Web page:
In Police State America, Every Crime Is Terrorism
Infowars.com | February 23, 2005
Since the Police State is getting so strong and adept, John walters thinks we should use its techniques to fight the drug war. Never mind the fact that the government is shipping the drugs in -- what we need is more control and more police.
After all, since the Patriot Act has been used so successfully to target American Citizens for such "terrorist" offenses as selling a knock-off Rubik's cube taking pictures of Dick Cheney, why not continue extending its reach to all and everything.
Go visit our extensive "Patriot Act: Targeting American Citizens" section to see how the Patriot Act is already being used in every possible way.
Funny, we thought the Patriot Act was there to target terrorists...That's right, in the new Police State every crime is terrorism
U.S. Drug Czar Likens Fighting Drugs to Terror
Reuters | February 23, 2005
By Alan Elsner
WASHINGTON - The United States should employ some of the techniques it is using to fight international terrorism in its war on drugs, U.S. drug czar John Walters said on Tuesday.
Interviewed a day before President Bush was due to release his national drug control strategy for 2005, Walters said international drug traffickers shared many characteristics with terrorist networks, although there were also some important differences.
"Maybe the brutal experience we've had with terror helps to make this more concrete and understandable," he said.
Like terrorist networks, most drug organizations were no longer centrally controlled, with one command running the trade all the way from production to distribution, or as Walters put it, "from the farm to the arm."
That made the drugs trade harder to disrupt since individual cells that were put out of commission by law enforcement agencies could easily be replaced.
On the other hand, Walters said it ought to be easier to go after drugs traffickers than terrorists because the drugs trade involved many thousands of people, making it potentially more vulnerable to attack and disruption.
"We now have tools and ways of sharing intelligence and looking at these organizations more as businesses. We begin to ask questions ... Where is it most particularly vulnerable? What does it take to cause a disruption in those markets?"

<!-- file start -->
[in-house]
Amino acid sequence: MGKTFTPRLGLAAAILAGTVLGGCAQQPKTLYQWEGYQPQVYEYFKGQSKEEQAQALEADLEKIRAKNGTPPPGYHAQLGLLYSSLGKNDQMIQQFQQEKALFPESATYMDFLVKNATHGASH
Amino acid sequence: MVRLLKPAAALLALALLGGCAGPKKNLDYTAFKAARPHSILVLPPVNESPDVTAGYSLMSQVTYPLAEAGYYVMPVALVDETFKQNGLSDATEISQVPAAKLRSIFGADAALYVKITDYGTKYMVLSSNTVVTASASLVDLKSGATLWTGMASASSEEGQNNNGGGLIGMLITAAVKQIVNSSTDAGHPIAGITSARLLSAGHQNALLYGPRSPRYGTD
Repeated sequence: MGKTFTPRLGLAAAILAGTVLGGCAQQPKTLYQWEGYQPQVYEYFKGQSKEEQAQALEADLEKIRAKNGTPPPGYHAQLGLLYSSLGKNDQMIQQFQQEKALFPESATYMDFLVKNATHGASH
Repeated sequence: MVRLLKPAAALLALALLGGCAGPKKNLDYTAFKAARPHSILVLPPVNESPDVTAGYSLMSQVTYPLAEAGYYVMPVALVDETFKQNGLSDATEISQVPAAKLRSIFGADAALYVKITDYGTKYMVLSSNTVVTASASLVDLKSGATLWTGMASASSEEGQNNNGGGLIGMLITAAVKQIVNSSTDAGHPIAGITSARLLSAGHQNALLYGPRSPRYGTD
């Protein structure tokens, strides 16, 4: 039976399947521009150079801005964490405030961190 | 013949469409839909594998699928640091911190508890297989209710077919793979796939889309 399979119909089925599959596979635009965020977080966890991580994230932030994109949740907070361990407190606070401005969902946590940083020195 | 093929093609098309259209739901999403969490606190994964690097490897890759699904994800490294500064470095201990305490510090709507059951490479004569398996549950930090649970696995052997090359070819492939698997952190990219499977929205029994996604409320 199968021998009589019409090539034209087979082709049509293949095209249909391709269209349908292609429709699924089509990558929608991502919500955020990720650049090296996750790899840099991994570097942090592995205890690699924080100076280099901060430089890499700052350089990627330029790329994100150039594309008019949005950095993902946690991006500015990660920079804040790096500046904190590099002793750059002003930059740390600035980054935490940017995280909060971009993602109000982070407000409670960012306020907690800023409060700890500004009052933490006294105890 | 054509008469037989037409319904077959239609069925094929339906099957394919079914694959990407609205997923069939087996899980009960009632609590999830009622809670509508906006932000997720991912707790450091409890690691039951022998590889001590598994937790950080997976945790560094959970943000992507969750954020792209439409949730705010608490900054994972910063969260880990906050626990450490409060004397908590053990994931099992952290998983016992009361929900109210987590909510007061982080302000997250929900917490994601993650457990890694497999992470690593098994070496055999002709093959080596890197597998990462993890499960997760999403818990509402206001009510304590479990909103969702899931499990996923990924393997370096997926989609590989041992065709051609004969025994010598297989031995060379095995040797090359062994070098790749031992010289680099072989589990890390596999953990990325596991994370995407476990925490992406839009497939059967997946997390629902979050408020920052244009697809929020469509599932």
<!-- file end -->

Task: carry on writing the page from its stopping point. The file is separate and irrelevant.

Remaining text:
Success would be measured not so much by calculating the amount of illegal drugs seized, as in the past, as by measuring the flow of drugs to U.S. markets.
In his annual drug strategy document, Bush proposed spending a total of $12.4 billion this year, an increase of 2.2 percent over fiscal 2005.
MORE FOR DRUG COURTS
The administration has singled out two domestic programs for major increases while targeting others for deep cuts or elimination. It wants to raise funding for random drugs testing in schools from $10 million to $25.4 million, arguing that such testing is "powerful, safe and effective."
It also wants to spend over $30 million more on setting up drugs courts, which aim to place users into treatment rather than sending them to prison. In the past year alone, some 400 of these courts have begun operating, bringing the total nationwide to 1,621.
Walters said this approach flowed from Bush's understanding that drug addiction was a disease and had to be attacked as such. Previous administrations had treated it more as a law-and-order problem.
"There are tools we can use given the current understanding that this is a disease," he said. "This is a disease that is begun by our children and adolescents."
Among the administration's suggested program cuts were a 60 percent reduction in a program called "methamphetamine hot spots" which funds law enforcement, prosecution and environmental clean-up. The use of methamphetamine is soaring in rural America.
It would also eliminate the Safe and Drug-Free Schools program, leaving state and local governments to fund school-based drug prevention programs.